A gaggle of chateaux, a trip down the Loire


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Europe » France » Upper Normandy » Rouen
June 14th 2005
Published: January 2nd 2012EDIT THIS ENTRY

We left our friends Sam and Roy after spending a few relaxing days with them. What a life waking up late, listening to the cocks crowing in the farm down the road. Cock a reeko apparently is the sound they make not cock a doodle doo. We enjoyed walking the dogs in the fields near the house and sitting in the evenings under the bamboo shade watching the sun setting. How jealous I felt with their life style - for us just two weeks before going back to Glenn and his kitchen fitting and me the jobcentre.

We set off for the Chateau de Josselin which stands in south Brittany on the river Oust. It is still the home of the original family. It has three majestic towers which overlook the river. I though the view from the river a better one with the chateau looking more Gothic in style. I didnt enjoy the guided tour but then I never do. The gardens were full of roses and were interested for those of us who watch Gardeners World.

Our second chateau was to the much more interesting Azay le Rideau set on its own island on the river Indre.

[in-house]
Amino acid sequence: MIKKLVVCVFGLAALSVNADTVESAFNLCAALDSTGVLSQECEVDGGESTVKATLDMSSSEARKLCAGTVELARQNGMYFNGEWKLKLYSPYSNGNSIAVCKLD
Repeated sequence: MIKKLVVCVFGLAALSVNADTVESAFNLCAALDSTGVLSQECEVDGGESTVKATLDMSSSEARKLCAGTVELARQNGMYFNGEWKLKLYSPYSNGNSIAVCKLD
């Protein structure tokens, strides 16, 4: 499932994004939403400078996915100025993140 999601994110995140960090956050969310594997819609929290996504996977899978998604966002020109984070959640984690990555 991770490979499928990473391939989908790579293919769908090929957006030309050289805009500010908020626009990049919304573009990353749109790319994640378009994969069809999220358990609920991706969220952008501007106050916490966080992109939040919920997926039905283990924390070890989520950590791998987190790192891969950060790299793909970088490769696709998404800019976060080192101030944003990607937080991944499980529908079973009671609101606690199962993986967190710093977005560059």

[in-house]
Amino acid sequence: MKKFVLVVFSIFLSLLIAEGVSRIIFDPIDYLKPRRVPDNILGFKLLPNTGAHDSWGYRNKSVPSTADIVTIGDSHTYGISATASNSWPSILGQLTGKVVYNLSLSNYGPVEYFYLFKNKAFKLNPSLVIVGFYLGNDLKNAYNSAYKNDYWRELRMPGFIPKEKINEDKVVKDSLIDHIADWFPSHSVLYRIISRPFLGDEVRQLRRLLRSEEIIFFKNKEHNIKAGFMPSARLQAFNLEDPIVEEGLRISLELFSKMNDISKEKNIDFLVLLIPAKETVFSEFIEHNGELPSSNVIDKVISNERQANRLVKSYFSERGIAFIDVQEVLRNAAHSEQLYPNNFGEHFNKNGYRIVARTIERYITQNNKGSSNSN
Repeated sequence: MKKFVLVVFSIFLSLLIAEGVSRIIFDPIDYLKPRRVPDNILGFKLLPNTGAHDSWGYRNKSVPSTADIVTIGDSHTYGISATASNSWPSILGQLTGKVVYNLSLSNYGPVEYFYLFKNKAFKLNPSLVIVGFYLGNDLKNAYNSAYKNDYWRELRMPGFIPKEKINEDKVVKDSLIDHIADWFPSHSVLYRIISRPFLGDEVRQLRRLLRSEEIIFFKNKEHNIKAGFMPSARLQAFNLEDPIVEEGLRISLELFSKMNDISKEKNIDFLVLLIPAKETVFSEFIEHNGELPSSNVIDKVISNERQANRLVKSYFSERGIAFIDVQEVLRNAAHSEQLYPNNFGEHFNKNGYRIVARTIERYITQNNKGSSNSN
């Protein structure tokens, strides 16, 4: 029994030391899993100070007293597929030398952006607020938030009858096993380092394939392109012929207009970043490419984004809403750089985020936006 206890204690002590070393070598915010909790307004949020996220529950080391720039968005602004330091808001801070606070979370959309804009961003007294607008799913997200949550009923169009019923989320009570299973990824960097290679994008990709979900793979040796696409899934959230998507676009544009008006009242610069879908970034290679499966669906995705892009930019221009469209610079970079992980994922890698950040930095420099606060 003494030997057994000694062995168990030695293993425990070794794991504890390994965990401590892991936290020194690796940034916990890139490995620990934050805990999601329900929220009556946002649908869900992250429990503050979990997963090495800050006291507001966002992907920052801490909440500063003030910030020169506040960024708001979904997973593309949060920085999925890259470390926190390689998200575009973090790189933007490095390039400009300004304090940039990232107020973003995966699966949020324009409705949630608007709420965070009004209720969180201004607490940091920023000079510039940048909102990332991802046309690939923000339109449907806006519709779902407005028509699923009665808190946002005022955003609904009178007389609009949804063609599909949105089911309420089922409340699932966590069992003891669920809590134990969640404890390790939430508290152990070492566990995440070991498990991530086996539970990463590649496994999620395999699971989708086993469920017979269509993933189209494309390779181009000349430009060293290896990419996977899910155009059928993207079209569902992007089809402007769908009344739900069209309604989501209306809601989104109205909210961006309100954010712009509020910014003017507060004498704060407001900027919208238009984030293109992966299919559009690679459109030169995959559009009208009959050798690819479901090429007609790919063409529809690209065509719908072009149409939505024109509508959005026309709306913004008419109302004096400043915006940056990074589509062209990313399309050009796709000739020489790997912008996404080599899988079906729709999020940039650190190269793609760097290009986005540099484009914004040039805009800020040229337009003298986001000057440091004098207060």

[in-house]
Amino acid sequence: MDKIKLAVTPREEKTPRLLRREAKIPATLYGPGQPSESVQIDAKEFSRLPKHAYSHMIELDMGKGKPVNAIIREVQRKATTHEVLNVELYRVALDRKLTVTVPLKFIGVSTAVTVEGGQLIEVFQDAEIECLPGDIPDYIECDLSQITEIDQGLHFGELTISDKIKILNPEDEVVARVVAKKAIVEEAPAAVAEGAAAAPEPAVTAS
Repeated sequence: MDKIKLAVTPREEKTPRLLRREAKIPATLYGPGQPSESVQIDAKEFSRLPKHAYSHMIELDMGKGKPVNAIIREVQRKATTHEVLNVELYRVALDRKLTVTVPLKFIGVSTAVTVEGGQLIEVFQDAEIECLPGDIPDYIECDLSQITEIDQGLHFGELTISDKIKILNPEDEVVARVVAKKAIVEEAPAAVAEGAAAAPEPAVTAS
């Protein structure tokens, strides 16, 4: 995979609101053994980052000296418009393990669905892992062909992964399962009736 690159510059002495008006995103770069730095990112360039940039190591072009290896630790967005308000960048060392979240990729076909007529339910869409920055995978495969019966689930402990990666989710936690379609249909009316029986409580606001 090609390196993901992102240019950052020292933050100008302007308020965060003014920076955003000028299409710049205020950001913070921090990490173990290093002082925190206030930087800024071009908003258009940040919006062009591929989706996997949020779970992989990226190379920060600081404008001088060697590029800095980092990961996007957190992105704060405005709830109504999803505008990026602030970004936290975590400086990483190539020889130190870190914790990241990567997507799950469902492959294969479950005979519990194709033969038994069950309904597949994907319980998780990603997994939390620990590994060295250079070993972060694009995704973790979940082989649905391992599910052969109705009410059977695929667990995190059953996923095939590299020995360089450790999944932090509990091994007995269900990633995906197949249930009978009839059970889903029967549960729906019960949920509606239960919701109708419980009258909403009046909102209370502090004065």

Rouen Rouen Rouen

Gros Horloge
An example of early renaissance architecture the chateau was picture perfect. Built between 1515 and 1527 it was lovely. There were no gardens as such -much of the landscape resembled and English parkland scene. The type you see at Chatsworth or any stately home in England or Wales. However under the trees we found lovely pink cyclamen growing in huge numbers.

After this visit we headed to the historic capital of Upper Normandy - Rouen which sits on the river Seine. We arrived early and found the town empty. Perhaps this is the best time to arrive as parking is relatively easy in one of the clean and tidy underground parking areas. We did though worry our TT was so low it would struggle getting over the parapet just outside the car park.

The main sights are the cathedral dedicated to Notre Dame. The metal steeple is unusual. It seems that the church was bombed in 1944 and much damage was caused to the structure. The church is of a late Gothic style which is very attractive and my favourite building style.

The second major site is the Gros Horloge or the astronomical clock. Constructed in the 16th century the movement is apparently from 1384. A pretty feature overlooking the street. The town is full of half timbered buildings and as such well worth the visit.

We did struggle getting out of the car park. The bottom of the car dragged along the floor and the noise was deafening. Lesson to be learned - check the car park exit as well as the car park entrance .

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